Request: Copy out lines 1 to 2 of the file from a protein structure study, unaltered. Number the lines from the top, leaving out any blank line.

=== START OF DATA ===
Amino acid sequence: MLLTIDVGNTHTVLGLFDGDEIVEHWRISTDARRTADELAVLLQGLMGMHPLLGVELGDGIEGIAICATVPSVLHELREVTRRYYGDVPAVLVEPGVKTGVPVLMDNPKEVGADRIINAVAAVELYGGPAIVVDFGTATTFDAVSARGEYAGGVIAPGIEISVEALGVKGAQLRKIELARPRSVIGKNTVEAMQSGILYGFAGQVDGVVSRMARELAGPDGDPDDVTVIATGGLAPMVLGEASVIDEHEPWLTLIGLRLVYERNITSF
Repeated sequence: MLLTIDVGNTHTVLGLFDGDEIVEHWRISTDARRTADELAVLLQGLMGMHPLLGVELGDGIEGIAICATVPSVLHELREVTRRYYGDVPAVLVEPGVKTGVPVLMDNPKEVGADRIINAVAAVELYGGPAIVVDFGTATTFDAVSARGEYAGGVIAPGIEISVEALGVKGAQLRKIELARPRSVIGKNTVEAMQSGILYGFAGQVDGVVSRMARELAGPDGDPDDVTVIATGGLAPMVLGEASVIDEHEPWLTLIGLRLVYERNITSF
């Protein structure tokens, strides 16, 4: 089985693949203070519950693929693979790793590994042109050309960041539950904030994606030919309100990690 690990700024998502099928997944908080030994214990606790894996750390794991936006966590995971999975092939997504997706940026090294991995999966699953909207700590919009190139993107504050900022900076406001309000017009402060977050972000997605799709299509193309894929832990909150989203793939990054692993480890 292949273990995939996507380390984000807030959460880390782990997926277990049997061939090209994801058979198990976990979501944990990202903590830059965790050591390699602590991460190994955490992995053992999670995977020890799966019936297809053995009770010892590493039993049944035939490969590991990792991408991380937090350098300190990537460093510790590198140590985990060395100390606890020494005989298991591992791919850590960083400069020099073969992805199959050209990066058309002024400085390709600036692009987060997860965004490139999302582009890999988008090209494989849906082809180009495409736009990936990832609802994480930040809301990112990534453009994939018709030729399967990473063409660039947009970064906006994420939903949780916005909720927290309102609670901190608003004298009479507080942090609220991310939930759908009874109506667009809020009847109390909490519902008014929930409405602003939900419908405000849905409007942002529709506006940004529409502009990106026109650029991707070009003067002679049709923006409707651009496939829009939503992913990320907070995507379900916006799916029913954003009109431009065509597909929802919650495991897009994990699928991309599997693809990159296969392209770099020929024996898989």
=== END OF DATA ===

Amino acid sequence: MLLTIDVGNTHTVLGLFDGDEIVEHWRISTDARRTADELAVLLQGLMGMHPLLGVELGDGIEGIAICATVPSVLHELREVTRRYYGDVPAVLVEPGVKTGVPVLMDNPKEVGADRIINAVAAVELYGGPAIVVDFGTATTFDAVSARGEYAGGVIAPGIEISVEALGVKGAQLRKIELARPRSVIGKNTVEAMQSGILYGFAGQVDGVVSRMARELAGPDGDPDDVTVIATGGLAPMVLGEASVIDEHEPWLTLIGLRLVYERNITSF
Repeated sequence: MLLTIDVGNTHTVLGLFDGDEIVEHWRISTDARRTADELAVLLQGLMGMHPLLGVELGDGIEGIAICATVPSVLHELREVTRRYYGDVPAVLVEPGVKTGVPVLMDNPKEVGADRIINAVAAVELYGGPAIVVDFGTATTFDAVSARGEYAGGVIAPGIEISVEALGVKGAQLRKIELARPRSVIGKNTVEAMQSGILYGFAGQVDGVVSRMARELAGPDGDPDDVTVIATGGLAPMVLGEASVIDEHEPWLTLIGLRLVYERNITSF